Monday, July 15, 2013

[Sunlight] "The Story of Sahuri"



"The Story of Sahuri"*

A certain man was drumming at a certain gate to announce
the "Sahir"*: 'twas a court-house and the pavilion of a grandee.
(Whilst) he was beating his drum vigorously at midnight,
some one said to him, "O thou who art seeking (the means of)
Firstly, give this call to the "Sahir" at daybreak: midnight is not
the time for (making) this disturbance;
And secondly, observe, O man of vain desire, whether in fact
there is any one inside this house at midnight.
There is nobody here except demons and spirits: why art thou
trifling thy time away?
Thou art beating thy tambourine for the sake of an ear: where
is the ear? Intelligence is needed in order to know (thy purpose):
where is the intelligence?"
He replied, "You have said (your say): (now) hear the answer
from your (humble) servant, that you may not remain in be-
wilderment and confusion.
Although in your opinion this moment is midnight, in my view
the dawn of delight is near at hand.
In my sight every defeat has been turned to victory, in my
eyes all nights have been turned to day.
To you the water of the river Nile seems blood; to me it is not
blood, 'tis water, O noble man.
As for your saying, "There is nobody in this house and palace:
why art thou beating this drum?"--
(I reply that) this (Moslem) people are giving (large) sums of
gold for God's sake, founding hundreds of pious institutions and
And, like intoxicated lovers, gladly risking their property and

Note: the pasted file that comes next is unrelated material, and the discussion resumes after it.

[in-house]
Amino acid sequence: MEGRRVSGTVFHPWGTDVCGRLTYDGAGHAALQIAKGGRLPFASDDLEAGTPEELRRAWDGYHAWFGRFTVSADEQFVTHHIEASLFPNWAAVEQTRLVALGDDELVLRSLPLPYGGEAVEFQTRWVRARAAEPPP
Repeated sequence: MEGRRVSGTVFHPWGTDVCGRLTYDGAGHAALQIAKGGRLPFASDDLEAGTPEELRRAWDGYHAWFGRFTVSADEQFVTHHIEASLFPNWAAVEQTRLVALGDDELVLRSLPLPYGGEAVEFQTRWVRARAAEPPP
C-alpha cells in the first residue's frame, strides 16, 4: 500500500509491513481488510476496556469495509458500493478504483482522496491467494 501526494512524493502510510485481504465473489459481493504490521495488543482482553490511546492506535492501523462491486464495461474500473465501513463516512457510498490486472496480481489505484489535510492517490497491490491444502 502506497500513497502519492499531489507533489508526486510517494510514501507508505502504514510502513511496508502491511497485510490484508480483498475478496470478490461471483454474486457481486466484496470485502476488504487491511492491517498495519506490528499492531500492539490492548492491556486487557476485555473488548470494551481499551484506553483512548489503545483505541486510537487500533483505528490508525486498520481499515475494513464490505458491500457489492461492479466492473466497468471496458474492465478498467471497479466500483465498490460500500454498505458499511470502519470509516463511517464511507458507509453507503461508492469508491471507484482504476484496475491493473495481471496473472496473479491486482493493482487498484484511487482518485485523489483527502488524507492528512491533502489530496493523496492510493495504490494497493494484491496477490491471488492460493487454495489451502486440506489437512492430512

lives* on their way to (perform) the distant Pilgrimage:
Do they ever say, "The House (Ka'ba) is empty"? Nay, (they
know that) the Lord of the House is the Spirit invisible.
Do they (the pilgrims) ever say, "We are crying Labbayka
without (receiving) any response. Pray, why (is this)"?
Nay, the Divine blessing which causes (their cries of)
Labbayka is (in truth) a response (coming) from the One (God)
at every moment.
I know by intuition* that this pavilion and palace is the banquet
of the soul, and that its dust is an elixir.
I will strike my copper on its elixir unto everlasting in the mode
of treble and bass*.
That, from (my) playing the Sahir tune in this fashion, the
seas (of Divine mercy) may surge (and be roused) to scatter
(their) pearls and (lavish their) bounty.
Men hazard their lives in the line of battle and in fighting for
the Creator's sake.
One is like Job in tribulation; another like Jacob in patience.
Hundreds of thousands of people, thirsty and sorrowful, are
doing some sore toil for God's sake in desire (of pleasing Him).
I too, for the merciful Lord's sake and in hope of Him, am
drumming the Sahir-call at the gate."

-- Mathnawi, VI, 846-55, 861-78
Translation and Commentary by Reynold A. Nicholson
"The Mathnawi of Jalalu'ddin Rumi
Published and Distributed by
The Trustees of The "E.J.W. Gibb Memorial"

*"Sahuri" -- the drum-caller for the sahir, in the early morning
during the month of Ramadan)
* "Sahir" -- The meal taken just before daybreak during the month
of Ramadan.
* "Lives" -- Literally, "body".
* "Intuition" -- Literally, "scent."
* "I will strike my copper, etc...." -- I.e. "I will strike every
chord (employ every means) in seeking spiritual transmutation, like
the lute-player whose plectrum moves up and down the
strings." The elixir was supposed to turn copper into gold.




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